Facebook's quest to connect the remaining four billion people on the planet without internet access up to Facebook the web is a huge task.
On Thursday, Facebook showed off its open-source telecommunications tech that it hopes will get unconnected folks connected, and give those of us already on the internet a smoother ride.
The social network has already announced its plans for a solar-powered aircraft, dubbed Aquila, that will circle over remote parts of the world for months at a time relaying internet traffic to and from the ground.
Now, on day two of its F8 developer's conference this week, Facebook unveiled two new telecommunications devices aimed at improving connectivity on the ground.
The first, Project Aries, is a redesign of telco cell towers. The new masts each use 96 antennas capable of pumping out 71 bps/Hz of spectral efficiency. Jay Parikh, Facebook's vice president of engineering, has promised 100+ bps/Hz when the hardware is deployed.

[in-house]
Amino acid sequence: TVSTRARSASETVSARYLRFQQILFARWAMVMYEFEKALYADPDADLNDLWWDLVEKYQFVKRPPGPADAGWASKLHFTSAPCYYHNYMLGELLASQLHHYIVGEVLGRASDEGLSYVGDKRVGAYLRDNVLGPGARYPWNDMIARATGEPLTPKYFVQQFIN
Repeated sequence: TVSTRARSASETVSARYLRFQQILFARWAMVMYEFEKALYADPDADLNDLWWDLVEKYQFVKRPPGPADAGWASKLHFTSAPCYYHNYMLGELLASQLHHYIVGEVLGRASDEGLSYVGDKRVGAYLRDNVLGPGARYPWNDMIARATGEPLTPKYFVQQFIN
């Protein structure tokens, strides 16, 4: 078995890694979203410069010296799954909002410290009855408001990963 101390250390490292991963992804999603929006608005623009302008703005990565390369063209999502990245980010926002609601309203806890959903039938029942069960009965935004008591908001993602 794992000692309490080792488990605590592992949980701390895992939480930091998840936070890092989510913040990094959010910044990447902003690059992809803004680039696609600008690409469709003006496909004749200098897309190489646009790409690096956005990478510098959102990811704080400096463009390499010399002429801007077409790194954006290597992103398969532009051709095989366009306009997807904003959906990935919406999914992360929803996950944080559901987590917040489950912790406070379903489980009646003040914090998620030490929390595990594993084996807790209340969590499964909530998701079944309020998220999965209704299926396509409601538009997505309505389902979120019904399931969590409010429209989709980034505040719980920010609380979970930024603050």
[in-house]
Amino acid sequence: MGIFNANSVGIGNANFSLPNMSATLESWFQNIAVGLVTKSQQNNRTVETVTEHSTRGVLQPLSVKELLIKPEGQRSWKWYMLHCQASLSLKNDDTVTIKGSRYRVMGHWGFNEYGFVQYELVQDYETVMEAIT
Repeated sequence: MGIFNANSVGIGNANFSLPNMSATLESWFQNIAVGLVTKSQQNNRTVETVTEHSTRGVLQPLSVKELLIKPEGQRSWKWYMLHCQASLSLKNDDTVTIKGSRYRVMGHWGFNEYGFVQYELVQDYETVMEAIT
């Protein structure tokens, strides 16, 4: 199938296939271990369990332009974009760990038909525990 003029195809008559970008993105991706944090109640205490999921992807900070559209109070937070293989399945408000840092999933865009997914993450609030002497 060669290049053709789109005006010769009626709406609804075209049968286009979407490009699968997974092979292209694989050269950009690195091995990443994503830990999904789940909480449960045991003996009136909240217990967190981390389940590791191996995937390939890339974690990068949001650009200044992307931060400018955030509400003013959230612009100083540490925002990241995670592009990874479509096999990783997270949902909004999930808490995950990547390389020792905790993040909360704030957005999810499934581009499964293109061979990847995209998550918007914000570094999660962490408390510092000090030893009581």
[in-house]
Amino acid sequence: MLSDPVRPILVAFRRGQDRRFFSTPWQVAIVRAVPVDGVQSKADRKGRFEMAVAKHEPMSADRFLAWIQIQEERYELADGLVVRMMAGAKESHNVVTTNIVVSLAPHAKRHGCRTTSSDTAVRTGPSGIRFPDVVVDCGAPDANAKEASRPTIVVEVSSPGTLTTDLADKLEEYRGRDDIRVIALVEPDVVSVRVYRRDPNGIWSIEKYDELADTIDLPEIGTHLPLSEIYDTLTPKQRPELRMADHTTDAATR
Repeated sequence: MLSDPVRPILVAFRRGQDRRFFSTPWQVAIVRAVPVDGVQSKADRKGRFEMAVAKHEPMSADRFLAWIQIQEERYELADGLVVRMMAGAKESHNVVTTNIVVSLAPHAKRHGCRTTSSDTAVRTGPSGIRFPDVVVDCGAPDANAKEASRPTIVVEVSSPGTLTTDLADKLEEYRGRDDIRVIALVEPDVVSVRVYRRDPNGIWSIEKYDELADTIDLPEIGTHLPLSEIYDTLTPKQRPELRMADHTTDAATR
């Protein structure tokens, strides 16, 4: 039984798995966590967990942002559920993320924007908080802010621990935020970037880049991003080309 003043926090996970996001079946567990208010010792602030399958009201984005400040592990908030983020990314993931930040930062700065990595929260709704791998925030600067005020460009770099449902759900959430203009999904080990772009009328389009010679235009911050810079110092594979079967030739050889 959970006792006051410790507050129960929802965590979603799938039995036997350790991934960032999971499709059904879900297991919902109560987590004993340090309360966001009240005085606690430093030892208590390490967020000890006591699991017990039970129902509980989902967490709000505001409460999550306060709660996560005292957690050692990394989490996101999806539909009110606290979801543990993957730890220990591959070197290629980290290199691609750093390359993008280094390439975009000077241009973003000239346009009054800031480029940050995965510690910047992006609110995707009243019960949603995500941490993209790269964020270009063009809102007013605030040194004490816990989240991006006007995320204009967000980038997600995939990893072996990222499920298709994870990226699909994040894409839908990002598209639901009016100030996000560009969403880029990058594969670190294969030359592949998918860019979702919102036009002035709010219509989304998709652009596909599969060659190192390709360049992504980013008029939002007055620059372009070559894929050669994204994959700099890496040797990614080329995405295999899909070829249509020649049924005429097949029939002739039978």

Facebook wants to take this to developing nations to allow those on lousy 2G connections to experience cat videos on the social network in all their glory.
The second idea, called Terragraph, is designed to increase bandwidth in cities. It uses a mesh of WiGig transmitters that can be stuck on buildings and utility poles to form a wide-area IPv6 network. Small cell and Wi-Fi transceivers can be used at the client end to pick up the signal, connect to the WiGig network, and route through to the internet. Deploying this ad-hoc network should be a lot easier than setting up formal mobile telecoms coverage.
The system uses the 60GHz spectrum, which has traditionally been shunned because it's prone to getting blocked out by buildings and even the oxygen in the air. But with enough bases and the use of phase-array antennas, Facebook thinks it can route around blockages to get gigabit Wi-Fi across an entire city.
A Terragraph system is up and running on Facebook's Menlo Park campus in California. The company is going to be rolling it out across nearby San Jose in a city-wide test in the coming year. It has already achieved 1.05 Gbps bidirectional peer-to-peer traffic; Facebook thinks it can get that up to 12.8 Gbps in the future so we can all enjoy videos of skiers being chased by bears wherever we are.
Facebook is open-sourcing its comms hardware designs and software as part of its Telecom Infra Project, and hopes telcos installing the kit will use the savings to cut the cost of data for subscribers rather than increasing profitability. Good luck with that. ®